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[Speech] Digitalization: Financial Services for Society Remarks at the FIN/SUM 2022

KURODA Haruhiko
Governor of the Bank of Japan
March 29, 2022

Introduction

I am delighted to be given this opportunity to speak to you at the FIN/SUM 2022 through a video message.

The main theme of this year's FIN/SUM is "Aiming for two-way players in both business and society." Climate change, pandemics, social inequality, and many other issues of today all have a great deal to do with our society, that is to say, our livelihoods. Under these circumstances, financial services should constantly evolve to meet the diverse needs of people's everyday life. If businesses are committed to meeting such needs, new businesses will be created one after another, becoming a source of growth. Also, every economic activity should ultimately contribute to an improvement in people's livelihoods.

Today, I would like to talk about the role that digitalization will play in enabling more people to receive financial services that fit their livelihoods.

New Combinations of Consumers and Businesses

Last year at this forum, I mentioned that Schumpeter, who is considered to be the founder of innovation theory, introduced the concept of innovation with the term "new combinations" in his book The Theory of Economic Development. According to Schumpeter, innovation is not necessarily about invention but is more about creating new combinations.

Today, digitalization is creating new combinations in many fields.

In the past, financial services for consumers were provided face-to-face in physical locations. Now, with the widespread use of the internet and smartphones, it is not unusual to find digitalized financial services that require no face-to-face interaction, such as online banking and securities transactions as well as smartphone-based mobile payment services. The spread of COVID-19 has led to an increase in people's demand for services through these digital channels regardless of age group.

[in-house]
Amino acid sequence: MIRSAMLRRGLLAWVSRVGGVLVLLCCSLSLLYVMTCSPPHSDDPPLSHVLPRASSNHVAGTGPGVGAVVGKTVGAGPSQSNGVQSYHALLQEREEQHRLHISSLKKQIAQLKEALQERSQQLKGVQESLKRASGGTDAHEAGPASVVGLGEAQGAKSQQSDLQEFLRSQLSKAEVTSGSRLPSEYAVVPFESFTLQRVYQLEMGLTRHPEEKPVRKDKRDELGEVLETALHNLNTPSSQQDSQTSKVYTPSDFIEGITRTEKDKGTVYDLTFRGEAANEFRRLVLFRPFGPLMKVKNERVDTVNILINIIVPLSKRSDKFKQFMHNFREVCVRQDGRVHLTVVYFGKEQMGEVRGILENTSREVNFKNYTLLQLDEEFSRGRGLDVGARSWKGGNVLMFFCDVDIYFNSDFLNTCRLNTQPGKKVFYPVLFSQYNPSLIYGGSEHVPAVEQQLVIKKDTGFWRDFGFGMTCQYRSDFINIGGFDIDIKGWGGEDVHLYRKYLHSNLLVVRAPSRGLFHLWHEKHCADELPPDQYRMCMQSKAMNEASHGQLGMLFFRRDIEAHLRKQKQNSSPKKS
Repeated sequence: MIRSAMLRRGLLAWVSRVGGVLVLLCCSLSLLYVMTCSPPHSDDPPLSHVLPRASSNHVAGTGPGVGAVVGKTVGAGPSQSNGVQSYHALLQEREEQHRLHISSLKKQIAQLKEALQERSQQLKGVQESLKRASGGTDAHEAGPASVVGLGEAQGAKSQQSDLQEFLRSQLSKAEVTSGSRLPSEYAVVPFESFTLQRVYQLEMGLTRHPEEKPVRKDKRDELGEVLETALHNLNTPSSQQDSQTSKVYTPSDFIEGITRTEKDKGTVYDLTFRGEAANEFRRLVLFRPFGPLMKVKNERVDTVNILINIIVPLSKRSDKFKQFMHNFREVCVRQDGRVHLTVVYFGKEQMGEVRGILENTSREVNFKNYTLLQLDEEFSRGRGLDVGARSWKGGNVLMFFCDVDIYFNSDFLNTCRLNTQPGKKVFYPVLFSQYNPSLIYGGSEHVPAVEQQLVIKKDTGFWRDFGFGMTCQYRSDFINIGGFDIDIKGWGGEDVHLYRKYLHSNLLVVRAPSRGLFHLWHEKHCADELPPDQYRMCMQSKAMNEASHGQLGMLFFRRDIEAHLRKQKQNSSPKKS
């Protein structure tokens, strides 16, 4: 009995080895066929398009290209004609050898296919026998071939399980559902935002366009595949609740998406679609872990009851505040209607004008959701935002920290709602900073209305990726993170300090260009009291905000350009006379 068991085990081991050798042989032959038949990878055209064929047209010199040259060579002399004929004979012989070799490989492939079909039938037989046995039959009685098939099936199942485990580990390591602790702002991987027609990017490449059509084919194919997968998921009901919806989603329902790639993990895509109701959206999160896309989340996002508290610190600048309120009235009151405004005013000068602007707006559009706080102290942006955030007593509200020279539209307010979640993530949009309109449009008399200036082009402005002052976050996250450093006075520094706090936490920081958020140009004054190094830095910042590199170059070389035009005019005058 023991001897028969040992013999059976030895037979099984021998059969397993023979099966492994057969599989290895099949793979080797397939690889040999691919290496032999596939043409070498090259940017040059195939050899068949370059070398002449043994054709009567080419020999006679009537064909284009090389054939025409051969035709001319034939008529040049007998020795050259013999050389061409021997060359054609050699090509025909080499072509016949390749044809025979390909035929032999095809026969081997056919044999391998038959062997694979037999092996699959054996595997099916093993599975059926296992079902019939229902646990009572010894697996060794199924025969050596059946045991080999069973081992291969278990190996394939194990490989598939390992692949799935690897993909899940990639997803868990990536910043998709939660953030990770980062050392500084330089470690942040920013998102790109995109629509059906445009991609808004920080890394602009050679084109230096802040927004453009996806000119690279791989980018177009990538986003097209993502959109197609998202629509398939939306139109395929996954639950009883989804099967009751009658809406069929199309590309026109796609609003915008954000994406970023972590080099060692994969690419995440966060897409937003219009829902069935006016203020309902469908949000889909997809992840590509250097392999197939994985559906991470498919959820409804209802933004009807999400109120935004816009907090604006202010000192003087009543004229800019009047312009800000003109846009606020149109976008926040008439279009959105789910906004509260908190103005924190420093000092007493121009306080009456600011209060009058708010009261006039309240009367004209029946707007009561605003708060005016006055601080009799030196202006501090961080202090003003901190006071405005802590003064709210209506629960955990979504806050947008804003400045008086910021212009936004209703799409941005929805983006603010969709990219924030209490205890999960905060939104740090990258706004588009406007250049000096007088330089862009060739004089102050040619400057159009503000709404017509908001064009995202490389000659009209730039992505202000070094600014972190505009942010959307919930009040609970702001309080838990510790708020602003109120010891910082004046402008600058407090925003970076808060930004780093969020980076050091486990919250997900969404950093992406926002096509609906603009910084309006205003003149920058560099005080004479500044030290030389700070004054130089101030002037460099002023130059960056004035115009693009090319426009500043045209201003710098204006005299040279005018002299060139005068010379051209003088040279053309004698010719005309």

The digital world has no geographical limitations. These days, we often hear the term "Metaverse," coined by combining "meta" and "universe." Metaverse has its origin as the name of a fictitious virtual space service that appears in a novel Snow Crash, released by Neal Stephenson, a science fiction novelist, in 1992. Today, this term is broadly used to refer to the wide-ranging activities of avatars that represent various entities beyond geographical limitations. The digital world, although not something that is peculiar to Metaverse, has the potential to create new combinations of businesses and consumers. As consumers will be able to access a variety of businesses without being limited by where they live, they will find it easier to receive the services that best meet their needs. Such an environment will incentivize businesses to design and launch brand-new, superior services. As businesses whose activities were once limited by geographical conditions are now able to access a broader market, they are also more likely to be able to commercialize services which meet the niche demands of consumers, thereby providing consumers with more choices.